We are taught in the Talmud that “whoever saves a life, it is considered as if he saved an entire world.”
Today a life is at risk in a Bangladeshi court. The man’s name is Salah
Uddin Shoaib Choudhury. He is a journalist and editor of Blitz, an
English-language weekly newspaper. He is on trial for sedition,
punishable by death in Bangladesh.
His alleged “crime”? In the words of the presiding judge: “By praising
the Jews and Christians, by attempting to travel to Israel, and by
predicting the so-called rise of Islamist militancy in the country and
expressing such through writings inside the country and abroad, you
have tried to damage the image and relations of Bangladesh with the
In other words, Mr. Choudhury believes in interfaith dialogue and
respect, normalized ties between Bangladesh and Israel, and opposition
to Islamic radicalism. Those views could cost him his life.
His difficulties began in 2003 when he became interested in Israel and
initiated correspondence with a Jerusalem Post editor. That led to an
article he wrote for the paper advocating the establishment of peaceful
relations between his country and Israel. The piece caught the
attention of an Israeli scholar, who invited him to give a lecture in
Israel at the International Forum for Literature and Culture of Peace.
He accepted, but never made it.
As Mr. Choudhury was about to board a plane in Dhaka, Bangladesh’s
capital, for the long, circuitous journey, he was arrested and his
passport was confiscated. He was accused of espionage and charged with
sedition. He spent the next 17 months in hellish prison conditions,
including torture, denial of medical attention and isolation.
He was released in April 2005, largely because of the determined
efforts of two individuals—Dr. Richard Benkin, a Jewish community
activist from Chicago, and Illinois Congressman Mark Kirk.
But that release was followed by more harassment, threats on his life,
attacks on his newspaper’s offices, and the looming trial. When the
American Jewish Committee sought to present Mr. Choudhury with its
Moral Courage Award in May 2006, Bangladeshi authorities once again
prevented him from leaving the country. Instead, he spoke movingly via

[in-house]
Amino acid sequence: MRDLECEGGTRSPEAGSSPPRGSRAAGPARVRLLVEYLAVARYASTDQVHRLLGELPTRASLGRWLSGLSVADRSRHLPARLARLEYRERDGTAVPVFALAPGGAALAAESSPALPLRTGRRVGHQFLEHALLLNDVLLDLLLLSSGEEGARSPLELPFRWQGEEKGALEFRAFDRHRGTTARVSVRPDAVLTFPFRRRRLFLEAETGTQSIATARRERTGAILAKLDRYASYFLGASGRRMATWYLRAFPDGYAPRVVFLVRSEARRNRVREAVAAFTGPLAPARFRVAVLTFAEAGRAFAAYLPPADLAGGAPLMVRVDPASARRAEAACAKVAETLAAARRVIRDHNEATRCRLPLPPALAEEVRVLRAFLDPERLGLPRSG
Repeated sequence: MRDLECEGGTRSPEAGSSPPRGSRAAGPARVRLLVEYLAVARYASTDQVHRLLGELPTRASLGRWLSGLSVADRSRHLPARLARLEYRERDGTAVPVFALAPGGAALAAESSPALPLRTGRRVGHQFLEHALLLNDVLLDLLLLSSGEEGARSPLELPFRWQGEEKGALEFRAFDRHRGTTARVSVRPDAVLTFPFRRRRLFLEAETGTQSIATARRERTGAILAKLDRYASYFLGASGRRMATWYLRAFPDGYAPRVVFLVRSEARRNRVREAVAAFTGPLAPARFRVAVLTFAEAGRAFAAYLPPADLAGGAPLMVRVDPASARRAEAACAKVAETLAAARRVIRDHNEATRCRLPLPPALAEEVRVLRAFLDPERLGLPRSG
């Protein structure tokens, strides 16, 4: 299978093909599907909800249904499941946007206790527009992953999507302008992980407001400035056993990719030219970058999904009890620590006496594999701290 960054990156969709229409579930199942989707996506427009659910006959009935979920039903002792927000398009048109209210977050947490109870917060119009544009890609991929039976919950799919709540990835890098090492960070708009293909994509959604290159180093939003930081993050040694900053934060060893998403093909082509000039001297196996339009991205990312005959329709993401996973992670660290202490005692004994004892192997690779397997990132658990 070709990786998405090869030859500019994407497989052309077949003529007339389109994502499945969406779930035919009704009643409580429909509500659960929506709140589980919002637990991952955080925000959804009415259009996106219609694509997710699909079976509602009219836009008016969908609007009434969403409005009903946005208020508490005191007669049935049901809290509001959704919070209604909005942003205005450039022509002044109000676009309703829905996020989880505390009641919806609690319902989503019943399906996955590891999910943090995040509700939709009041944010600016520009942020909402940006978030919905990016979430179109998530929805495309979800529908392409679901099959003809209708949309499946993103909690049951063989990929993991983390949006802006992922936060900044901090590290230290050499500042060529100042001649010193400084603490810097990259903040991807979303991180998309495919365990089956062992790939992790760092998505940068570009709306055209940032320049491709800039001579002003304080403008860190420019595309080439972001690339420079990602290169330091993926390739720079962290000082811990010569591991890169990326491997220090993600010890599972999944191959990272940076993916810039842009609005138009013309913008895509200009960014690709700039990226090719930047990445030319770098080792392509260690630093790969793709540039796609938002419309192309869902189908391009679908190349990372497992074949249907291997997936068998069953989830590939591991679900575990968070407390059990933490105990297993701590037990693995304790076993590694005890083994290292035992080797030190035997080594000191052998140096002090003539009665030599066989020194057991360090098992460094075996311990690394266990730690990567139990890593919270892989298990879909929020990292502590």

video hook-up, while Dr. Benkin came to Washington to accept the AJC
tribute on behalf of a man he refers to as his brother.
The trial has now begun. The judge in the case is widely known for his
link to Islamic radicals. The chances of Mr. Choudhury receiving a fair
hearing are slim.
Remarkably, throughout this three-year ordeal, Mr. Choudhury has stood
unbowed and unbent. He has faced his accusers with remarkable courage,
stoicism and equanimity.
As outside lifelines, Dr. Benkin and Rep. Kirk have remained tenacious,
constantly reminding the Bangladeshi government that this case is being
monitored carefully and urging others to join with them in defense of
The State Department, United States Commission on International
Religious Freedom, PEN USA, some individual Members of Congress and a
few newspapers have spoken out. [See Editorial, “Deadly Profession,”
Oct. 13] Most recently, Rep. Kirk, a Republican, and Rep. Nita Lowey, a
New York Democrat, introduced a resolution calling on the Bangladeshi
government to drop all pending charges against Mr. Choudhury, return
his confiscated possessions, stop “harassment and intimidation,” and
hold “accountable those responsible for attacks against” him. (To urge
Members of Congress to support this initiative, visit www.ajc.org.)
In a world where radical Islam is on the march, threatening moderate
Muslims and non-Muslims alike, outspoken and fearless individuals like
Mr. Choudhury deserve our full support. It is they, after all, who are
on the front lines.
The goal should be to send an unmistakable signal to the Bangladeshi
government, a recipient of U.S. aid, that the case is being watched and
its outcome could affect bilateral ties. Other countries committed to
freedom of speech, human dignity and mutual respect should also be
heard from—and their diplomats seen in the Bangladeshi courtroom to
demonstrate tangible concern. To date, regrettably, too few have been
either heard or seen. At the risk of stating the obvious, this is by no
means an exclusively American or Jewish issue; rather, it is a matter
of fundamental human rights.
The history of the human rights struggle, whether behind the Iron
Curtain or in South Africa during the apartheid era, underscores the
need to focus the spotlight on offending nations, depict the plight of
individuals, and urge democratic countries to include human rights
concerns high on their agenda when dealing with the offending nations.
For those concerned about the outcome of the titanic clash in the
Muslim world between radicals and moderates, and who wish the latter to
know they do not stand alone in their valiant struggle, Mr. Choudhury’s
case demands our attention—and now. n
David A. Harris is executive director of the American Jewish Committee.